Illiteracy: An Incurable Disease or Education Malpractice?

Illiteracy: An Incurable Disease or Education Malpractice?
by Robert W. Sweet, Jr.
President and Co-Founder
The National Right to Read Foundation

Illiteracy in America is still growing at an alarming rate and that fact has not changed much since Rudolf Flesch wrote his best-selling expose of reading instruction in 1955. Illiteracy continues to be a critical problem, demanding enormous resources from local, state, and federal taxes, while arguments about how to teach children to read continue to rage within the education research community, on Capitol Hill, in business, and in the classroom.

The International Reading Association estimates that more than one thousand research papers are prepared each year on the subject of literacy, and that is very likely a low figure. For the past 50 years, America’s classrooms have been used by psychologists, sociologists, educationists, and politicians as a giant laboratory for unproven, untried theories of learning, resulting in a near collapse of public education. It is time we begin to move away from “what’s new” and move toward “what works.”

The grim statistics

According to the National Adult Literacy Survey, 42 million adult Americans can’t read; 50 million can recognize so few printed words they are limited to a 4th or 5th grade reading level; one out of every four teenagers drops out of high school, and of those who graduate, one out of every four has the equivalent or less of an eighth grade education.

According to current estimates, the number of functionally illiterate adults is increasing by approximately two and one quarter million persons each year. This number includes nearly 1 million young people who drop out of school before graduation, 400,000 legal immigrants, 100,000 refugees, and 800,000 illegal immigrants, and 20 % of all high school graduates. Eighty-four percent of the 23,000 people who took an exam for entry-level jobs at New York Telephone in 1988, failed. More than half of Fortune 500 companies have become educators of last resort, with the cost of remedial employee training in the three R’s reaching more than 300 million dollars a year. One estimate places the yearly cost in welfare programs and unemployment compensation due to illiteracy at six billion dollars. An additional 237 billion dollars a year in unrealized earnings is forfeited by persons who lack basic reading skills, according to Literacy Volunteers of America.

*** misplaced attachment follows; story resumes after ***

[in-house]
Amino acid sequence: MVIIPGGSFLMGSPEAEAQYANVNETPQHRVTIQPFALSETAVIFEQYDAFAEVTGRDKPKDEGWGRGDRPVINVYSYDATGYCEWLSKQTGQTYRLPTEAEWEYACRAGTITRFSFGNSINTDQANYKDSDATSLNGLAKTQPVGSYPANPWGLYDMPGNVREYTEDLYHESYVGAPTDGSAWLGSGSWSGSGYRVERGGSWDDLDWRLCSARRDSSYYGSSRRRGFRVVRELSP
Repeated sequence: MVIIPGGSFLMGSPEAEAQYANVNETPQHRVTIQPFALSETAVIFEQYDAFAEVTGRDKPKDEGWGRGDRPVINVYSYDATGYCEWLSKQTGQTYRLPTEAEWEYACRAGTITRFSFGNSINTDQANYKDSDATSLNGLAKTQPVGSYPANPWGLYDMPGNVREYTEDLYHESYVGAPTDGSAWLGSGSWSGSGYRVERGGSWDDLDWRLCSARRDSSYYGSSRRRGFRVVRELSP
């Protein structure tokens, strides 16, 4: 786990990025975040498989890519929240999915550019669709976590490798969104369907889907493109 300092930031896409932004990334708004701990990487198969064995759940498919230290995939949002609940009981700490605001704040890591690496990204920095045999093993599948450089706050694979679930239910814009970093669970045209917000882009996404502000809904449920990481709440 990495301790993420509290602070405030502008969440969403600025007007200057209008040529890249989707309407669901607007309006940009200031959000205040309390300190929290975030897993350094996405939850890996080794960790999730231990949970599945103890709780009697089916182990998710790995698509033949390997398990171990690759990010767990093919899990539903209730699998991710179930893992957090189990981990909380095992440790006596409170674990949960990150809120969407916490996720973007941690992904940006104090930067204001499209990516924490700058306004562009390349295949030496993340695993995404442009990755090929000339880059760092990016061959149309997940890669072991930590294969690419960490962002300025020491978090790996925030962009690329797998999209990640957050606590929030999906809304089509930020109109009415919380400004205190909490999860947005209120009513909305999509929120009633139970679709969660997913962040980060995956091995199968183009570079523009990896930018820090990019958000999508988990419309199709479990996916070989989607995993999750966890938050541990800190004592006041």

The federal government alone has more than 79 literacy-related programs administered by 14 federal agencies. The total amount of money being spent on illiteracy by the federal government can only be guessed at, because there has never been a complete assessment prepared. A conservative estimate would place the amount at more than ten billion dollars each year, and growing steadily.

Why does America have a reading problem?

The question that must be asked is this: Why does America have a reading problem at all? We are the most affluent and technologically advanced of all the industrial nations on earth. We have “free” compulsory education for all, a network of state-owned and -operated teachers’ colleges, strict teacher certification requirements, and more money and resources dedicated to educating our children than any other nation on earth.

Rudolf Flesch, author of “Why Johnny Can’t Read,” wrote the following in a letter to his daughter in 1955, after teaching his grandson to read:

“Since I started to work with Johnny, I have looked into this whole reading business. I worked my way through a mountain of books and articles on the subject, I talked to dozens of people, and I spent many hours in classrooms, watching what was going on.

What I found is absolutely fantastic. The teaching of reading — all over the United States, in all the schools, in all the textbooks — is totally wrong and flies in the face of all logic and common sense. Johnny couldn’t read until half a year ago for the simple reason that nobody ever showed him how.”